According to an AARP report, more than 78% of older workers have seen or directly experienced age discrimination in the workplace. On top of that, 64% of workers 50 years of age and older believe employers see their age as a disadvantage in getting hired, and 79% of those 65 and older feel their age hurts their chances to get the job.

Age bias makes it difficult for older workers to make headway in the labor market. Such attitudes make little economic sense given the strong business case for hiring and retaining older workers. Knowledge and expertise — the main predictors of job performance — increase in perpetuity the longer one works, advantaging older workers who are more likely to have spent more years working than their younger counterparts. They frequently outperform their younger counterparts on many other key metrics of worker success, such as less absenteeism, less turnover, and stronger interpersonal skills.

Besides being strong individual contributors, older adults bring cognitive diversity to their teams, which increases organizational performance.  One study found that the relative productivity of both older and younger workers is higher in companies that utilize mixed-age work teams. Another found that age diversity within a team was positively related to performance for groups involved in complex decision-making tasks. Age diversity within a company can also lower employee turnover. 

For companies convinced that age must be included as a dimension of their overall DEI strategy, there are several steps they can take to increase age diversity within their workforce.

Offer “returnships”

Returnships are full-time paid internships for adults who have been out of the workforce for several years or more. People who are returning to the workforce might have retired and now want or need to return to work to restart or change careers.  Perhaps they have taken time off to care for an elderly parent or raise a family. Returnships help people get back to paid work, all while giving employers a chance to diversify their workforce so that it looks more like the communities their organizations are serving.

Partner with organizations that can help recruit talent across all ages

To achieve an age diverse workforce, a company must put generational diversity at the core of its equity strategies and goaling. Partnering with organizations that help older adults acquire the skills they need to get hired in today’s labor market is one way to supercharge an organization’s efforts to achieve an age diverse workforce.  Such partnerships can provide ready access to a talent pool of older workers.    

AARP Foundation has several workforce programs that give older, low-income adults the job skills and confidence they need to succeed in today’s workplace. AARP Foundation’s new $10 million grant from will help fund the Digital Skills Ready@50+ initiative to train vulnerable older adults — especially women and people of color in underserved communities — in the digital skills they need to succeed in today’s tech-focused workplace, so they are job-ready when companies need workers.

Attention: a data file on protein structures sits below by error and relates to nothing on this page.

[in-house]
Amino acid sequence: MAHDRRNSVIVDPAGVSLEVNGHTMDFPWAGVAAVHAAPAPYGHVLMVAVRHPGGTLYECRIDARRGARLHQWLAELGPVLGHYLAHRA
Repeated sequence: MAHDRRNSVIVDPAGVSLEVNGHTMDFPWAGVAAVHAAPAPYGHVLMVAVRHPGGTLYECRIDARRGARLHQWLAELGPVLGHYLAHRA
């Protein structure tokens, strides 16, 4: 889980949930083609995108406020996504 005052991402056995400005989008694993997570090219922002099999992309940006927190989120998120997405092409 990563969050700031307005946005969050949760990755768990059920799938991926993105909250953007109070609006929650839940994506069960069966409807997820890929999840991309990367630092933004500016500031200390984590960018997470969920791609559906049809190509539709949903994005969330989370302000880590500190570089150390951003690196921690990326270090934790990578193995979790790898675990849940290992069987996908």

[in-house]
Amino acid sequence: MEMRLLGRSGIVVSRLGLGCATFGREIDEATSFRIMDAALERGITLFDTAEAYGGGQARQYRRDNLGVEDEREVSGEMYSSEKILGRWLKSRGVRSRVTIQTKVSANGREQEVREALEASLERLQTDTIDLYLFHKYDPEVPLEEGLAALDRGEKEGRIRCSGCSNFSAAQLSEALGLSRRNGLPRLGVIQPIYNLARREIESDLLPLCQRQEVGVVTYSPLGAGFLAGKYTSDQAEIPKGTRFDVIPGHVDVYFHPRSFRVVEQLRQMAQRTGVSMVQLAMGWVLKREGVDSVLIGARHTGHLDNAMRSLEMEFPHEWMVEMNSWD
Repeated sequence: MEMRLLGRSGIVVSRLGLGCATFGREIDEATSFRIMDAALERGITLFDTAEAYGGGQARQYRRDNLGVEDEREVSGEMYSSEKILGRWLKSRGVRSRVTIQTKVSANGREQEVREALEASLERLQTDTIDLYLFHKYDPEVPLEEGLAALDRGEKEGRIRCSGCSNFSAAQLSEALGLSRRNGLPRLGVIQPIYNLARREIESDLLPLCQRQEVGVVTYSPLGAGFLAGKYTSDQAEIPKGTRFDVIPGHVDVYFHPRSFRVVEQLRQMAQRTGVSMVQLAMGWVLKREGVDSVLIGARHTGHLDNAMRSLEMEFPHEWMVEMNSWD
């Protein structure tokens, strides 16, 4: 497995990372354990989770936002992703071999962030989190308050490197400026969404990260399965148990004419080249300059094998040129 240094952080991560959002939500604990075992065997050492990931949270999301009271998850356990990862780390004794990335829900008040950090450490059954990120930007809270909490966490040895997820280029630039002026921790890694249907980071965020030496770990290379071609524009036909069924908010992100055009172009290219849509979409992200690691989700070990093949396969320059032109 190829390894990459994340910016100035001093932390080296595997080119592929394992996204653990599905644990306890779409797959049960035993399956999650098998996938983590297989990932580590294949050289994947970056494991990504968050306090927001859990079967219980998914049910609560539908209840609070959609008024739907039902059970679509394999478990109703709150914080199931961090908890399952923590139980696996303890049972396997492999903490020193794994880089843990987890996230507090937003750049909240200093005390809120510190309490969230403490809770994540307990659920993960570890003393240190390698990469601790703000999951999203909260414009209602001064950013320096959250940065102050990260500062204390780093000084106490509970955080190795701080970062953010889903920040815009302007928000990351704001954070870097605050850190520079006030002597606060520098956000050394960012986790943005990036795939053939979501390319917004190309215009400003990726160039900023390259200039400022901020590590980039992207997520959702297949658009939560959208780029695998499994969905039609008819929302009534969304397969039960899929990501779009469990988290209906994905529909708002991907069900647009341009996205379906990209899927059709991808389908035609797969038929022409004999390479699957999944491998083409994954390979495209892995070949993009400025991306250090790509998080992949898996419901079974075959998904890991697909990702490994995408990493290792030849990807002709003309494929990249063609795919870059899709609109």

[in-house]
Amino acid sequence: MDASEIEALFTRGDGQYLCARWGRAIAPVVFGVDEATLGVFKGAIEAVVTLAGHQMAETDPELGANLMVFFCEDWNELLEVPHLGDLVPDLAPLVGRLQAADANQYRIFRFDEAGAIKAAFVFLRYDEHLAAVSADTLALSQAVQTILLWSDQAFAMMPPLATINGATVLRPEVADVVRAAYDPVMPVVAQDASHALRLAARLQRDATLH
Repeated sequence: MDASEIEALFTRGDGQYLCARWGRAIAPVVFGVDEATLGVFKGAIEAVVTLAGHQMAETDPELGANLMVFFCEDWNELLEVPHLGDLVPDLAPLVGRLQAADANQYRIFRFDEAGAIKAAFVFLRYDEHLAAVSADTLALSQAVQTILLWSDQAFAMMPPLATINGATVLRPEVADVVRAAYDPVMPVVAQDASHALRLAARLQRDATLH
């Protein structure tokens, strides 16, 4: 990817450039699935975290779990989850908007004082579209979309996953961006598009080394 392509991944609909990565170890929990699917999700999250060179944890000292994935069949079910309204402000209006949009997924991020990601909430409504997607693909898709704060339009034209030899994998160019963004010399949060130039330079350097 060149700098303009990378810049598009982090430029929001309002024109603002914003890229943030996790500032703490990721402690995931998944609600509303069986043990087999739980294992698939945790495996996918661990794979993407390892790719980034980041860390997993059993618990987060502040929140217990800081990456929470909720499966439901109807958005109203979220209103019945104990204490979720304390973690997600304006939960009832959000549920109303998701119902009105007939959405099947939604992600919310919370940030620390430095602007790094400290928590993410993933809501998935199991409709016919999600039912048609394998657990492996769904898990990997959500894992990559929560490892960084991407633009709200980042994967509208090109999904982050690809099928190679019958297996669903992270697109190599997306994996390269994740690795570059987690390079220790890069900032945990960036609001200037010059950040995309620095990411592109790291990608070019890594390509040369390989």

Partnering with organizations like AARP Foundation can provide companies seeking older adult workers with a pipeline of candidates to consider, greatly enlarging their recruiting pool.

Provide incentives to help workers remain on the job longer

There are a variety of incentives companies can provide to help older workers stay on the job longer. Some older workers may wish to phase into retirement rather than leave the workplace abruptly, or they may want to retrain for a new challenge.  Providing flexible work schedules, sabbaticals, or caregiving options can make staying in the workplace longer more appealing.  Other employers have found that allowing full-time workers to shift to part-time, but still investing in their benefits, has provided those workers with extra incentive to postpone retirement.

Remove age limits on apprenticeship programs

Apprenticeships are a key part of employee development at some companies and there can be age limits on who is eligible to apply.  One way to develop an age-inclusive workforce is to remove all age limits from such programs. From there, organizations should not only encourage older applicants to apply for these programs, but recruit them in order to continually invest in developing their skills.

By following these strategies, companies and organizations can reap the many benefits of an age-diverse, multigenerational workforce and help fill job openings that have gone wanting far too long in the current economy.